WATCH: Militant firefighter lists demands amid protest atop HWT Transport Centre
Photo of firefighter sergeant Leo Bennett on top of the Half-Way-Tree Transport Centre.

Firefighter Sergeant Leo Bennett, who took his one-man protest to the top of the Half-Way Tree Transport Centre in St Andrew on Tuesday morning, says he has a list of demands that need urgent attention.

Bennett is protesting what he says is the ill-treatment of his colleagues whose welfare is being ignored.

The firefighter who, took extreme measures to have his voice heard, confirmed that he, along with six other members of the Jamaica Fire Brigade, were suspended after a protest last May which highlighted the same issues he has brought forth today.

READ: PHOTOS: Firefighters stage protest outside Labour Ministry

“I am here to highlight the poor treatment of firefighters. Our welfare issues are not being looked at. We have never asked the government for a cent more, we have never pressured any government— whether this government or any other government— on money but [there are] a whole heap of other issues which affect us — our safety, our health; mental and physical,” Bennett told OBSERVER ONLINE.

Among the demands Bennett wants met are:

1. “The six members, who are some of the finest and best firefighters, return them forthwith to their duties because the public is paying them and the money is going down the drain so the public is not receiving any service for the money being paid out for almost a year.

2. Provide proper welfare [for the] issues— psychological, gears-wise. We are an entity in which we depend on our physical ability because if anyone were to fall in a hole or [there is a] wreckage our physical dexterity is needed and there is not one facility or gym in the KSA (Kingston and St Andrew) region where a firefighter can train [and] become a better member to serve the public.

3. We are asking the government and the management, the public services commission, National Integrity Action (NIA) and other bodies to look at the inefficiencies within the brigade. Along the Hagley Park corridor, for almost three years, the China Harbour construction company would have put in place some hydrants - and up to today there is not one hydrant to which the Jamaica Fire Brigade can't connect and they are being vandalised.”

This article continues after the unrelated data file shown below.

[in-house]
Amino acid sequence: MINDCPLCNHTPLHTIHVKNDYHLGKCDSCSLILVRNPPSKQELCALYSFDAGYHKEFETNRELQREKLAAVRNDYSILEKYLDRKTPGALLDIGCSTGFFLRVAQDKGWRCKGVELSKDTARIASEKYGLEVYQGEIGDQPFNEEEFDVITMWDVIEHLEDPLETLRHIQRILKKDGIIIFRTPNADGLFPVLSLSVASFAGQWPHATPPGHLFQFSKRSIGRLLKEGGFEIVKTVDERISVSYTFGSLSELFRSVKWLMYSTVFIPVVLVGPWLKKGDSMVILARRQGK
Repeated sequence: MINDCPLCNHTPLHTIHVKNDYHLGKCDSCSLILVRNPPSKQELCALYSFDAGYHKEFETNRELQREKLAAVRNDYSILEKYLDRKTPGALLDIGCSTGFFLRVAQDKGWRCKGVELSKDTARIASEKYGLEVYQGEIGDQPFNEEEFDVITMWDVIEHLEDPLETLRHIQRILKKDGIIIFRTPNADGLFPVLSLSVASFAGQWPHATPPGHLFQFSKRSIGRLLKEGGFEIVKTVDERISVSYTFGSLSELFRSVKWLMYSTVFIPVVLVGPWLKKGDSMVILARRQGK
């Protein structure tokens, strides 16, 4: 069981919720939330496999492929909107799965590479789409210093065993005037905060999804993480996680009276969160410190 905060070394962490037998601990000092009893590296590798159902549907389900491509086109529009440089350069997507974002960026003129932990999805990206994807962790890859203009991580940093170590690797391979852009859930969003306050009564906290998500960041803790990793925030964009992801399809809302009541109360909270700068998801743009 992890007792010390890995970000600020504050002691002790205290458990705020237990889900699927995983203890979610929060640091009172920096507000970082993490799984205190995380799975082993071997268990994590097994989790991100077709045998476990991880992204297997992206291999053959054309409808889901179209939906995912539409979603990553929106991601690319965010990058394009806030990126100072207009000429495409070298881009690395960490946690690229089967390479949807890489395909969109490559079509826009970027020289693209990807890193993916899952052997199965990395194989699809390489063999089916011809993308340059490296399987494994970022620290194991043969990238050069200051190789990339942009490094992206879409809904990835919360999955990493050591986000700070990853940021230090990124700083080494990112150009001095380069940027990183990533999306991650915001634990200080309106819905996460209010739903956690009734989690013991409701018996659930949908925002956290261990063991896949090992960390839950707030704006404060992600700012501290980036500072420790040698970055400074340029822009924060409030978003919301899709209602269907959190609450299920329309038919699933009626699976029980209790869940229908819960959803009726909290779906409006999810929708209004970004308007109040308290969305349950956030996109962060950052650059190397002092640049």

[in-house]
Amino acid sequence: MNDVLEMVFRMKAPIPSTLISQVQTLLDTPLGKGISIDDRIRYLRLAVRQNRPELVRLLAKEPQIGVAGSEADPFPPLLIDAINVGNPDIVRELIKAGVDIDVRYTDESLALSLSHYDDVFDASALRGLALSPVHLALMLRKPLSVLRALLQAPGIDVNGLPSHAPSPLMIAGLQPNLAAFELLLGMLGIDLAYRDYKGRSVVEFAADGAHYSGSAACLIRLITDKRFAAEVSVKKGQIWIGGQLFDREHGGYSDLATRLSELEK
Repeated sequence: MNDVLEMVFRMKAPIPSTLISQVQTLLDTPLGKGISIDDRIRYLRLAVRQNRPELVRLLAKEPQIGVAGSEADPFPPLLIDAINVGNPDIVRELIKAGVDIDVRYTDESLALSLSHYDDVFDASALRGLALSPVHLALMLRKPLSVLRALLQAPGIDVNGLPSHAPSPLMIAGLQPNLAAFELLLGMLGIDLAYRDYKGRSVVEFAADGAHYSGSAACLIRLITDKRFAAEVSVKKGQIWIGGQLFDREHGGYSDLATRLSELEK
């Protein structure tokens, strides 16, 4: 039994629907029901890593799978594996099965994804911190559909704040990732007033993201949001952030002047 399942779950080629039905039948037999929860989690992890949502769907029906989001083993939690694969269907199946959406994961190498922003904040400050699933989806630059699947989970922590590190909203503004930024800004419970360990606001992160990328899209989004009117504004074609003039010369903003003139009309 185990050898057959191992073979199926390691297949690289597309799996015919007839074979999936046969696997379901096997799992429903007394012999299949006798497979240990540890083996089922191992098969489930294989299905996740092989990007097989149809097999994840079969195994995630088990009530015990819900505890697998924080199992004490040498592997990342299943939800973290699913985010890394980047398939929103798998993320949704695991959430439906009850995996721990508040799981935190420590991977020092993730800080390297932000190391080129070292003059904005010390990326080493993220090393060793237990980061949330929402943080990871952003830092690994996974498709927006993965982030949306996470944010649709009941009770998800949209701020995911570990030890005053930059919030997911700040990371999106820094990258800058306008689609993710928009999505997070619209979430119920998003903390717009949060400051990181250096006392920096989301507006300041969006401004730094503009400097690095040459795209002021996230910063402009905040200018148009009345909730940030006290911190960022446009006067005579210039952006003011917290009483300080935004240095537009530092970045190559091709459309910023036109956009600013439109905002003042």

According to Bennett, firefighters are “at the station every day of our working lives unless we are given some kind of leave; you don’t get days off. In other jurisdictions like Barbados, the United States, England, anywhere else you take it, firefighters work a different system where they can have a proper work/life balance. It is not so with the Jamaica Fire Brigade.”

When asked why he is the only firefighter protesting, he told OBSERVER ONLINE that the other members of the Jamaica Fire Brigade have been threatened against taking any kind of protest action. And while he has been suspended for almost a year, he says other firefighters cannot afford to lose their earnings.

Bennett also blasted the management of the Fire Brigade, stating that they were “very, very inefficient” and that “Jamaica public is not getting value for their money”.

Bennett, who confirmed that he has an impending court date, said that he does not know if his actions today will affect the court proceedings.

The lonesome protestor said he is focused on protecting the family members of the firefighters who are often exposed to harmful materials which are brought home due to a lack of proper cleaning facilities at the fire stations.

“I must protect the children of my fellow firefighters, I must protect the wives of my fellow firefighters. When we go to fires and carcinogenic materials get on the tunic and we must take it home to wash it in the machine because the brigade don’t provide a facility to clean those safety gears at the station, the family members of the firefighters are exposed to those kinds of residues,” Bennett explained.

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